Trust is the foundation on which Canada is building its digital and data-driven economy. For Canadians to continue benefitting from the latest technologies, knowing that their personal information is safe and secure and that their privacy is respected, the Government of Canada has introduced the Digital Charter Implementation Act, 2022.
This includes the proposed Consumer Protection Privacy Act (CPPA), which would replace the existing Personal Information Protection and Electronic Documents Act and establish a new Personal Information and Data Protection Tribunal. The CPPA represents the most significant change to Canada's private sector privacy law in 20 years. It would raise the bar for privacy protection in Canada by providing Canadians and businesses with clear rules for handling personal information in accordance with the principles of Canada's Digital Charter, with real consequences for organizations that do not comply with the law.
Find out more about what the new CPPA could do for you.
Enhancing Canadians' control and consent
- Organizations will have to provide you with information in plain language about the handling of your personal information and allow you to give meaningful consent.
- Data mobility will give you better control over your data by empowering you to direct the secure transfer of your information from one organization to another.
- The right to disposal will allow you to request the deletion of your information when you withdraw consent or when it is no longer necessary for an organization to handle the information.
- New rules will require transparency on the use of automated systems—such as artificial intelligence—that make decisions and predictions about Canadians.
Protecting children's information
- The personal information of minors will be automatically considered sensitive information, further enforcing children's privacy and safety.
- Express consent will be required by default for the collection, use and disclosure of children's information.
- Legal guardians and children will have stronger privacy rights for the destruction of their information.
- Organizations will be prohibited from using manipulative techniques as a means to collect children's information.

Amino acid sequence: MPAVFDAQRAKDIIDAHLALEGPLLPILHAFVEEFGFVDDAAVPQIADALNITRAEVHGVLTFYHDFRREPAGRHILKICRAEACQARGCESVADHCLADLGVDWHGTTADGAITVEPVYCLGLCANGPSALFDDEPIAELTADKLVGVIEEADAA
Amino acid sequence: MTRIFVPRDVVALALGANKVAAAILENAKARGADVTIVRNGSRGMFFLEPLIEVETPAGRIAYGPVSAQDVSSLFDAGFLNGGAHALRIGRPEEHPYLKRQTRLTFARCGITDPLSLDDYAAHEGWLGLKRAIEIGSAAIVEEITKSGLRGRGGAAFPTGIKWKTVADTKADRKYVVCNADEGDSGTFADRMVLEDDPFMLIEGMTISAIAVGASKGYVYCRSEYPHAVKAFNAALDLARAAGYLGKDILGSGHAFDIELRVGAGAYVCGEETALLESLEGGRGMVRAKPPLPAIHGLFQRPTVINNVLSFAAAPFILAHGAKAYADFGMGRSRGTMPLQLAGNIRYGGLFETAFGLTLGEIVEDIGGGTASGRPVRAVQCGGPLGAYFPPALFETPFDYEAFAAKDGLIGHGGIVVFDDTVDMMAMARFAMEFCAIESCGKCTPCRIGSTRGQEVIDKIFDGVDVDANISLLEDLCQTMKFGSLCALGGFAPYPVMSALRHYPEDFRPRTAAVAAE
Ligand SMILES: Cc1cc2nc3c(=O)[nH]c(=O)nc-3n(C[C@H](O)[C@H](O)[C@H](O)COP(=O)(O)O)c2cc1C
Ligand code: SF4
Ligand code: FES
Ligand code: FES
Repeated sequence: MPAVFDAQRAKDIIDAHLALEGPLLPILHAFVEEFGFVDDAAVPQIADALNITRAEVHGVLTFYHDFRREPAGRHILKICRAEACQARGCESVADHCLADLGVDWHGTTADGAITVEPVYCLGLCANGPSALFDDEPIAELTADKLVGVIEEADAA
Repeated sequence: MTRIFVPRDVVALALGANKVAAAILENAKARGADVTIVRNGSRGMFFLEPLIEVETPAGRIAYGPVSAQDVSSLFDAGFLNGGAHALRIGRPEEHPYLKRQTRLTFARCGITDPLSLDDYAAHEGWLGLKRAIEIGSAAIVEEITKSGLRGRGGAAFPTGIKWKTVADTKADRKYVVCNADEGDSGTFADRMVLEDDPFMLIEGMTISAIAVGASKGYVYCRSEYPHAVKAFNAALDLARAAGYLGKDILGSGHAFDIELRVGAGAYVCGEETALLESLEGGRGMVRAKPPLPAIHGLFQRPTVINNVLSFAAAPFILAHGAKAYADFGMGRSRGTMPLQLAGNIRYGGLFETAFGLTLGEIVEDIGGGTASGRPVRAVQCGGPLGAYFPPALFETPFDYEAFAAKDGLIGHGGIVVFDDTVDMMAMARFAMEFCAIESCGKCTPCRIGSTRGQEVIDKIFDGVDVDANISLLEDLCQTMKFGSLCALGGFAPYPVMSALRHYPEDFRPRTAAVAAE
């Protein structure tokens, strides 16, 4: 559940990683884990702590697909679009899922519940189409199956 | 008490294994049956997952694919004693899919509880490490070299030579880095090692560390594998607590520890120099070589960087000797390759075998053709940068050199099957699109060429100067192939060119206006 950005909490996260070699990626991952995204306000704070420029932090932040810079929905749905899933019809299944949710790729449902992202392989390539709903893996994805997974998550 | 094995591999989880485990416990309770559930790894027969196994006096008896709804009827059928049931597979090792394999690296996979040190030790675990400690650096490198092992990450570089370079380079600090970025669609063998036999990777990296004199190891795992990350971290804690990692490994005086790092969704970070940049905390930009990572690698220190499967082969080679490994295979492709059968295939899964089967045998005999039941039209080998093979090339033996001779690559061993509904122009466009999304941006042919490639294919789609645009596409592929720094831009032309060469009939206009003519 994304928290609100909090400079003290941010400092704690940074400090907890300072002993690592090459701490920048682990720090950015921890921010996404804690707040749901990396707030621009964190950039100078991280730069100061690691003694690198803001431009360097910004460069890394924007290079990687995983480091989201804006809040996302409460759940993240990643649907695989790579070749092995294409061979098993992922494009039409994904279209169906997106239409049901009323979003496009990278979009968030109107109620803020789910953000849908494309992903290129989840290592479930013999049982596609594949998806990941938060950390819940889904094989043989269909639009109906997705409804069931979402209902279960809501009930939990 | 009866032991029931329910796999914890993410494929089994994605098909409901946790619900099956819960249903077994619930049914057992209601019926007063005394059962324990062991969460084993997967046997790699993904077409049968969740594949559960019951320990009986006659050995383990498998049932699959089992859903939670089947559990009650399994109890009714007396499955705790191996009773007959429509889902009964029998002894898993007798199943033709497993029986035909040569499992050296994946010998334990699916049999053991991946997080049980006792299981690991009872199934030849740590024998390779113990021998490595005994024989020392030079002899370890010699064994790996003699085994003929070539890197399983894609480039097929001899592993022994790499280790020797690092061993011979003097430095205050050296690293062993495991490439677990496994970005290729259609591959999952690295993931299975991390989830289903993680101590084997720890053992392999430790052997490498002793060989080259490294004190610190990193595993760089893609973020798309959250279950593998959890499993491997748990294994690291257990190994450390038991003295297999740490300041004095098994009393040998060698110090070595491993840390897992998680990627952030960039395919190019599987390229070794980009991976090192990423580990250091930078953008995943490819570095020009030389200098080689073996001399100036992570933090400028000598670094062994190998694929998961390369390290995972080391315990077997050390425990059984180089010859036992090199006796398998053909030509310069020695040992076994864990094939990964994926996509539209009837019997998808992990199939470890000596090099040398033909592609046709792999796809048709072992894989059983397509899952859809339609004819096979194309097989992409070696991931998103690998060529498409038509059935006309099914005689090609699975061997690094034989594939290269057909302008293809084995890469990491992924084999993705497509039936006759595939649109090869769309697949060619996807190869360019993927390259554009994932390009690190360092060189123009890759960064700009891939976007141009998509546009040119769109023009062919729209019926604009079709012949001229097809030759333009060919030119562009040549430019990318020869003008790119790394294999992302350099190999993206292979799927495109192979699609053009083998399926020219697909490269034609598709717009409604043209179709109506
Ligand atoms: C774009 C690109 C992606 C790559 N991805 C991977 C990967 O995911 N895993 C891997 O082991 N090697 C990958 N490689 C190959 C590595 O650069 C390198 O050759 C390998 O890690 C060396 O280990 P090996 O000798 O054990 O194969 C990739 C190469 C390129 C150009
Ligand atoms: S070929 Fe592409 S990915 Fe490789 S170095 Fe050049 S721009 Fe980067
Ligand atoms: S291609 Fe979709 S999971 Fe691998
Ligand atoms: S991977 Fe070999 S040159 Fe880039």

Enabling responsible innovation
- The use of codes of practice and certifications will make it easier for businesses to comply with the law.
- Greater flexibility will be allowed for the collection and use of personal information for certain business activities that are core to the delivery of a product or service and are reasonably anticipated by an individual.
- Clearer rules for the handling of de-identified information will facilitate its use for the research and development of innovative goods and services.
- Businesses will be allowed to disclose de-identified information to public entities for socially beneficial purposes, such as the improvement of the environment, public health or public infrastructure.
Strengthening enforcement and accountability
The CPPA will keep Canada aligned with the privacy laws of international trading partners and will impose fines on non-compliant organizations. These fines will be among the most serious in the G7 countries.
- Consumer Protection Privacy Act: Fines of up to 5% of revenue or $25 million, whichever is greater, and administrative monetary penalties of up to 3% of revenue or $10 million, whichever is greater
- European Union's General Data Protection Regulation: Fines of up to 4% of global revenue, up to €20 million
- United Kingdom's Data Protection Act: Fines of up to 4%, to a maximum of £17.5 million
The CPPA will empower the Privacy Commissioner of Canada to issue orders to non-compliant organizations and to recommend penalties for non-compliance.
Get the facts
How will the CPPA address unjustifiable surveillance by businesses?
Consent is a fundamental principle, meaning that businesses: